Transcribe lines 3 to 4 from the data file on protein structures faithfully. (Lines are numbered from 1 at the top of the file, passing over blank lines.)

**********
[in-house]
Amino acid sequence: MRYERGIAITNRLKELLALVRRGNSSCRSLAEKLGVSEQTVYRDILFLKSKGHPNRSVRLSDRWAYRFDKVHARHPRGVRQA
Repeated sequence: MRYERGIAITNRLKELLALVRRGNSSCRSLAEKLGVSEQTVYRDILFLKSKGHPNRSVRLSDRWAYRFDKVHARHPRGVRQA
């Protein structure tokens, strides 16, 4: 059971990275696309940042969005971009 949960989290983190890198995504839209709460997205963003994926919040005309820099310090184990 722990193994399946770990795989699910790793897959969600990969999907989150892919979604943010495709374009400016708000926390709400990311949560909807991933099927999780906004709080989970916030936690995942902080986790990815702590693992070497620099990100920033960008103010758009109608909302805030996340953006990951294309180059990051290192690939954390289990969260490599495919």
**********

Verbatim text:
Repeated sequence: MRYERGIAITNRLKELLALVRRGNSSCRSLAEKLGVSEQTVYRDILFLKSKGHPNRSVRLSDRWAYRFDKVHARHPRGVRQA
């Protein structure tokens, strides 16, 4: 059971990275696309940042969005971009 949960989290983190890198995504839209709460997205963003994926919040005309820099310090184990 722990193994399946770990795989699910790793897959969600990969999907989150892919979604943010495709374009400016708000926390709400990311949560909807991933099927999780906004709080989970916030936690995942902080986790990815702590693992070497620099990100920033960008103010758009109608909302805030996340953006990951294309180059990051290192690939954390289990969260490599495919």